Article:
From the OCGS, I ordered Monroe, Orange County, NY 1865 Census and related Obituaries.  Compiled by Robert Brennan and published by the OCGS in 2002, I hoped this book would give me some leads.  

They sure don't write obituaries like they used to! The details! The language!  I found several that were helpful in leading me to maiden names and other relatives that may have lived in the area and where they may be buried. But I struck gold with the discovery of my great-great grandfather's brother, John Rose. Chock full of good information: parent's names, brothers, sisters, children and where they currently live; pall bearers names; how long ago his wife died.  

With so much good and new helpful information the book had already proven to be a worth while purchase when I read, "In the spring of '61 he was among the first from this town to respond to the call of President Lincoln for volunteers.  He enlisted in Company G. 16th NY Artillery, and was in several battles, one of which was the second battle of Bull Run, in which he was shot through the back of the neck.  After receiving the wound he came home for a few weeks and as soon as the wound healed he returned to his post of duty and served to the close of the war."

This led me to do some more research, and on Ancestry I was able to locate NY Town Clerk's Registers of Men who served in the Civil War, 1861-1865.  Along with John's details, including dates served, parent's names and complete birth day and place. I found an entry for his older brother James Rose, who was in at least ten battles, many more skirmishes and was taken prisoner, held for 8 months and eventually exchanged.  And the entry above James, was Jacob Rose, their father.  

Jacob Rose, my great great great grandfather served in the Civil War at the same time of two of his own sons.  He was 46 years old when he enlisted.  The notes accompanying his dates and the names of his parents (before this document they were pure conjecture for me!) states: "Being somewhat advanced in life for a soldier he was seldom required to take part in battle. Performed every duty required of him with alacrity.  Ever obedient.  Ever true. Ever faithful."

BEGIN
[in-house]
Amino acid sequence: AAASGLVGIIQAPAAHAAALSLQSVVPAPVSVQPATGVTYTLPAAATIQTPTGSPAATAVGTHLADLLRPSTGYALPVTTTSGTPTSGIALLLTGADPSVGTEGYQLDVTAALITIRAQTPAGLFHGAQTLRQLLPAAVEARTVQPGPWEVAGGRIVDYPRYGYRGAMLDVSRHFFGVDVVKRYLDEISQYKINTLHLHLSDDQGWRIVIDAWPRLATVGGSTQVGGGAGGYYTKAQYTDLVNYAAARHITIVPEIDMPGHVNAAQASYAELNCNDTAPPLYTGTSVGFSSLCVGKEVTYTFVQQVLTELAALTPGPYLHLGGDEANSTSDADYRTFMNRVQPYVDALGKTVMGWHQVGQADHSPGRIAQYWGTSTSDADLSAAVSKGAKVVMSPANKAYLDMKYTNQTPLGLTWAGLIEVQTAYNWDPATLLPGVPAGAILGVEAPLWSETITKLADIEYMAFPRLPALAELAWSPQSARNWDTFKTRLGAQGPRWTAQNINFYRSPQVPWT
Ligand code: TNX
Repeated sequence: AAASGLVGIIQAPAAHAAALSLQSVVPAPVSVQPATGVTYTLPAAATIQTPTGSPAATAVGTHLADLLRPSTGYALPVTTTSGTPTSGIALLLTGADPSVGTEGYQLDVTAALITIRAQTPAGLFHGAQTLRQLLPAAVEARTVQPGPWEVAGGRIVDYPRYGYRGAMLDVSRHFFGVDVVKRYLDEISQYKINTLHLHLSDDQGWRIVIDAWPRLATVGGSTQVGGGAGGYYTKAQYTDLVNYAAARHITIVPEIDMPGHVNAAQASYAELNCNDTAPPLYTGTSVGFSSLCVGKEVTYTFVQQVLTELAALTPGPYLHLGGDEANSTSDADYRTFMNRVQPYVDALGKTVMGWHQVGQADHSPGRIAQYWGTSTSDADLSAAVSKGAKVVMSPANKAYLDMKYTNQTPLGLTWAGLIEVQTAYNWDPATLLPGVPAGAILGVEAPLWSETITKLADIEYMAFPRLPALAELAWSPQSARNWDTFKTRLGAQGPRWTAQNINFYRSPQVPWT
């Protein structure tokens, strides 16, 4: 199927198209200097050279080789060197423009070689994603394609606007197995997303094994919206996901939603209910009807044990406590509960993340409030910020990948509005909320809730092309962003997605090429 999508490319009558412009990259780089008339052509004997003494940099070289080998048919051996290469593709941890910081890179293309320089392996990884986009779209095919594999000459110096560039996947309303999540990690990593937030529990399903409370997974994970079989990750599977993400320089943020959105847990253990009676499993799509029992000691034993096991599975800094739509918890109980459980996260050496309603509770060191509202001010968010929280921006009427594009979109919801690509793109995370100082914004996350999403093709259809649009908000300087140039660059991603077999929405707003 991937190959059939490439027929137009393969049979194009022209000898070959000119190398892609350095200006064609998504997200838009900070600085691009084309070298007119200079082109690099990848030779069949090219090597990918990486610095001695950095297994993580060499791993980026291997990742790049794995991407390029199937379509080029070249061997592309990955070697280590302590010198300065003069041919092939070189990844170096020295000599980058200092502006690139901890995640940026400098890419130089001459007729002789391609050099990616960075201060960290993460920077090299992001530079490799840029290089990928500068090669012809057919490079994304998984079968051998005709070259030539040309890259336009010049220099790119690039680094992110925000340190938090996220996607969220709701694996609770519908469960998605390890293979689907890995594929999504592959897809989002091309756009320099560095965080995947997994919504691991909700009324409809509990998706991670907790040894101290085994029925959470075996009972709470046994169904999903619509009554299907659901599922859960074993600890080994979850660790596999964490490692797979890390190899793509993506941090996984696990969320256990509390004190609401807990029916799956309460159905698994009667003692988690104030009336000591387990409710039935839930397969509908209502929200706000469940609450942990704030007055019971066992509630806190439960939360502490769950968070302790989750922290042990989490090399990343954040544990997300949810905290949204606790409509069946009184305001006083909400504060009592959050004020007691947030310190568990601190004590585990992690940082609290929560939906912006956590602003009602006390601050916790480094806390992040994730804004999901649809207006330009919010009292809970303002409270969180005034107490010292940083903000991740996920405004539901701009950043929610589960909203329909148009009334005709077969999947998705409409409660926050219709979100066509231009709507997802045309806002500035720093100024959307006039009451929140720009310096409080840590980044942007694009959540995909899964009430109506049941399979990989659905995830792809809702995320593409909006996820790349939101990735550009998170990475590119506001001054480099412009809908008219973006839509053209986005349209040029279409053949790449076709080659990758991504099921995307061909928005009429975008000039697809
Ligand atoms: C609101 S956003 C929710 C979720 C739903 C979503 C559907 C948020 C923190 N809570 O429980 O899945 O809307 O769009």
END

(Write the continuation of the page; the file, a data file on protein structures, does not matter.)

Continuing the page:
I am so proud of these men and what they sacrificed for the sake of our country.  I think often about their wives and children who stayed behind and how they may have coped and I am compelled to learn more.  

Lessons Learned- 

 Local societies and their publications have amazing value.  I dragged my heels about joining the OCGS because I am currently living hundreds of miles away and wouldn't be able to participate in their events or projects.  

Keep an open mind and don't assume anything.  If even a few months ago, someone told me I should be looking at Civil War records, I would have told them it would be a waste of my time.  

Vital Statistics are every where! With the NY Town Clerk's Registers Men who Served in the Civil War, 1861-1865.  I was able to confirm three ancestors birth day, place and parents names.  

Sunday, October 4, 2015

October is Family History Month

October is Family History Month.  My first thought upon learning this is, isn't every month?!  

Seriously though, this reminder is the perfect opportunity to reboot my genealogy.  As I said in my very first post here, I have been working on my family tree for ten years. I have notebooks filled with notes scribbles, binders  of yellowed newspaper clippings, and lots of old photos of people and places I don't recognize. It is time to get organized.

Lofty Goals-

I have to admit its a little overwhelming.  There has been more than one day in the last month that I wanted to stay home from work to just work on my genealogy.   I have been working hard to create my tree on the Ancestry site since I sent off my DNA.  I have 80 pages of matches!  I don't know if I will ever be able to get through it all.  There is so much I want to do. There are classes to take, timelines to create, notes to revisit and most importantly I want to review all the information and sources I have on each family member and create a cohesive narrative into something to my family will be able to read.